Chinese telecommunications manufacturer TCL is questioning the competence of UK courts in a case against Philips. Since the High Court decision of Colin Birss in the long-running Unwired Planet vs. Huawei saga, UK courts have become the go-to jurisdiction for FRAND. But now a new battle being fought in Paris could put France on the map.
6 December 2019 by Konstanze Richter
For over a year, Dutch electronics group Philips has been fighting with TCL over two standard essential patents, EP 1 440 525 B1 and EP 1 623 511 B1. In October 2018, Philips filed an infringement suit at the UK High Court against TCL (case ID: HP-2018-000032). Now the next challenge between Philips and TCL is underway in France.
If the UK court upholds the IP rights and acknowledges the infringement, Philips also expects the High Court to determine a global FRAND licence rate for its entire UMTS and LTE patent portfolio.
On the other hand, TCL is challenging whether the UK court has the jurisdiction to rule on the FRAND issue. The company argues that, as the European Telecommunication Standards Institute is based in the south of France, the French courts have jurisdiction.
TCL therefore filed a counterclaim at the Tribunal de Grande Instance in Paris in February. This was an attempt to clarify the FRAND licence issue at the French court. Philips and ETSI are defendants in this case.
Philips responded to the counterclaim with another challenge before the same Paris court (case ID: RG 19/02085). A pre-trial hearing on 3 December discussed the question of jurisdiction.
Philips argued that, since the High Court in London was already dealing with the FRAND issue, further proceedings in the same case in France were unnecessary. Furthermore, Philips argues that TCL’s suit in France serves only to block the UK proceedings. The company also claims to have already offered TCL a licence.
However, TCL countered that the licence offer not only concerns the two disputed SEPs, but Philips’ entire UMTS and LTE patent portfolio. Furthermore, the original High Court case was initially to determine only whether an infringement had taken place. It was not, as Philips claims, to set a FRAND licence.
TCL thus argues that Philips cannot claim that there is already pending litigation in the same case. It therefore contends that the UK FRAND proceedings do not take priority.
The debate on 3 December also focused on the obligations of ETSI towards TCL, the first time ETSI has faced litigation from one of its members. It is one of three major standards organisations in Europe and is tasked with creating standards for information and communication technologies.
Although both Philips and TCL are members of ETSI, there is only a direct contractual relationship between ETSI and Philips regarding the SEPs currently in dispute. However, in the contractual construct known in French contract law as “stipulation pour autrui” (provision for a third-party beneficiary), TCL is one of the third-party beneficiaries.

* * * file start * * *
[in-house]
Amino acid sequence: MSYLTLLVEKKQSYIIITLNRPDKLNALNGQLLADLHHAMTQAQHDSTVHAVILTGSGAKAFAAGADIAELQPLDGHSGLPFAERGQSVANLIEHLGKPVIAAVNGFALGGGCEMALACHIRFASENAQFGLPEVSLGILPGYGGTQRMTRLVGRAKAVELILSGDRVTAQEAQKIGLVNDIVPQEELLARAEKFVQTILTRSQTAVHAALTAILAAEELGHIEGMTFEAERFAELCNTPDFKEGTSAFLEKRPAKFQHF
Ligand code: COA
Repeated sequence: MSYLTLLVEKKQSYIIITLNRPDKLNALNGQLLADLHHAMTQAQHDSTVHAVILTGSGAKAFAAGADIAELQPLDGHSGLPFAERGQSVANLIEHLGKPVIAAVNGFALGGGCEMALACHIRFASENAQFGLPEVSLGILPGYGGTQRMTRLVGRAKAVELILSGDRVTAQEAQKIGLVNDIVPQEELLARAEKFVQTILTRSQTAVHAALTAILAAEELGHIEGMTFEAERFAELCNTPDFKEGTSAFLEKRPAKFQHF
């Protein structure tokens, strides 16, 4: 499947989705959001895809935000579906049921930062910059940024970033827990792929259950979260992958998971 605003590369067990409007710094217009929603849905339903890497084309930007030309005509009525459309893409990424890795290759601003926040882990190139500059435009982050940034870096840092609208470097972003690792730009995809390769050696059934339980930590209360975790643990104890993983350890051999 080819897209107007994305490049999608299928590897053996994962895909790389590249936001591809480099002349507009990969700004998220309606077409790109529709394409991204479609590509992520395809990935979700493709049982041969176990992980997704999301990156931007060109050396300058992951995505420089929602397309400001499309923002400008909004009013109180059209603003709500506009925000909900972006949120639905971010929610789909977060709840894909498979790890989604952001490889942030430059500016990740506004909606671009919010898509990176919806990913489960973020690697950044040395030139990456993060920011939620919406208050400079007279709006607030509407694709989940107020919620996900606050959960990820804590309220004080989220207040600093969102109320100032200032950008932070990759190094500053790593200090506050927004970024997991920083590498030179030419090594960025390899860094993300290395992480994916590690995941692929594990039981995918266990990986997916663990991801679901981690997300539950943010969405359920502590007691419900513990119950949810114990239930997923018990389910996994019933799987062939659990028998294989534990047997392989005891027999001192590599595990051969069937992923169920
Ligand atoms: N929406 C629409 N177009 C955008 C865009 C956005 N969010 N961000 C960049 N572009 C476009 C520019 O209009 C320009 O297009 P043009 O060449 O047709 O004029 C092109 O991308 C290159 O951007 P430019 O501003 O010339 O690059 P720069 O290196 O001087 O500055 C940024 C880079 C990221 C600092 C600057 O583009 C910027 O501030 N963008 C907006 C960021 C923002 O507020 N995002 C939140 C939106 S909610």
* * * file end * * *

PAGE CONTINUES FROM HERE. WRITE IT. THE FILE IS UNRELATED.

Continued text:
TCL has called on ETSI, as the standard provider, to ensure that Philips adheres to its commitment to license on the basis of FRAND. The claimant refers to the ETSI Rules of Procedure under which the standard may impose sanctions on a member that does not comply with the rules set out.
ETSI, on the other hand, has invoked its neutrality and requested to be excluded from the procedure. As an independent and non-partisan organisation, ETSI argues, it does not interfere in legal disputes between its members. According to ETSI, the organisation merely creates the contractual framework for the standard.
Judge Nathalie Sabotier will give her ruling on 6 February 2020. The decision is eagerly awaited by many in the European patent community. Should the judge allow the FRAND lawsuit to proceed, potential licensees may in future turn to the French courts for FRAND cases instead of the UK.
The hearings in the UK case are scheduled for 2020. The oral hearings in the infringement case are set to take place in July and October. The hearing on the FRAND issue is scheduled for November.
In a case management conference last week, UK judge Christopher Nugee proceeded with the preparations for the hearings as planned. TCL had requested a stay pending the outcome of Philips’ French jurisdictional challenge, before making FRAND directions.
In Paris, Philips is working again with its go-to law firm Hoyng ROKH Monegier. Sabine Agé, who moved from renowned patent litigation firm Véron et Associés to Hoyng ROKH’s Paris office in the summer of 2018, represented the firm before the Tribunal de Grande Instance.
The international IP firm is also conducting the Dutch proceedings for Philips.
TCL relied on Denis Schertenleib. His firm is well known for pharma litigation, but also for representing NPEs before Paris courts.
The ETSI in-house team has a long-standing relationship with Cyrille Amar, name partner at Amar Goussu Staub. However, this was the litigator’s first time representing the client in a court case. As former general counsel at Philips Consumer Communication, Amar brings in-house experience to the case.
French proceedings (case ID: RG 19/02085)
Hoyng ROKH Monegier (Paris): Sabine Agé
Amar Goussu Staub (Paris): Cyrille Amar
In-house ETSI (Paris): Christian Loyau (Legal Affairs and Governance Director), Sonia Guedda
Schertenleib (Paris): Denis Schertenleib, Ombeline Degreze-Pechade
High Court of Paris, 3rd Chamber
Nathalie Sabotier (presiding judge)